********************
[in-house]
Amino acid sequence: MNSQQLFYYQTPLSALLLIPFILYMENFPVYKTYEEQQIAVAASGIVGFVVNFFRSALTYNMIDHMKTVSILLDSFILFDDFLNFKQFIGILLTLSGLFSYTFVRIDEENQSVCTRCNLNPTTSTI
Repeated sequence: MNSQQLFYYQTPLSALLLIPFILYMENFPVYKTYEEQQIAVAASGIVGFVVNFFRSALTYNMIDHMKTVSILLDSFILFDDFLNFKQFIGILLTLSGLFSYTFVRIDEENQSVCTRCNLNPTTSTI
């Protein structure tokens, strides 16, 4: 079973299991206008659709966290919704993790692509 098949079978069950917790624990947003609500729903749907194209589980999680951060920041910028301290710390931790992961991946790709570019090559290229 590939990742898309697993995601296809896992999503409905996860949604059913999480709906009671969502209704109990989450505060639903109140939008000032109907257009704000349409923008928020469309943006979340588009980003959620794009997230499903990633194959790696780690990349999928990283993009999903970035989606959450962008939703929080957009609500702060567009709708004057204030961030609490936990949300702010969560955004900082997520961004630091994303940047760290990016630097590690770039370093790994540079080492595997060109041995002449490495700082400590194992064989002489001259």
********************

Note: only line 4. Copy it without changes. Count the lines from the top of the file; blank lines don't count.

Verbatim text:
């Protein structure tokens, strides 16, 4: 079973299991206008659709966290919704993790692509 098949079978069950917790624990947003609500729903749907194209589980999680951060920041910028301290710390931790992961991946790709570019090559290229 590939990742898309697993995601296809896992999503409905996860949604059913999480709906009671969502209704109990989450505060639903109140939008000032109907257009704000349409923008928020469309943006979340588009980003959620794009997230499903990633194959790696780690990349999928990283993009999903970035989606959450962008939703929080957009609500702060567009709708004057204030961030609490936990949300702010969560955004900082997520961004630091994303940047760290990016630097590690770039370093790994540079080492595997060109041995002449490495700082400590194992064989002489001259």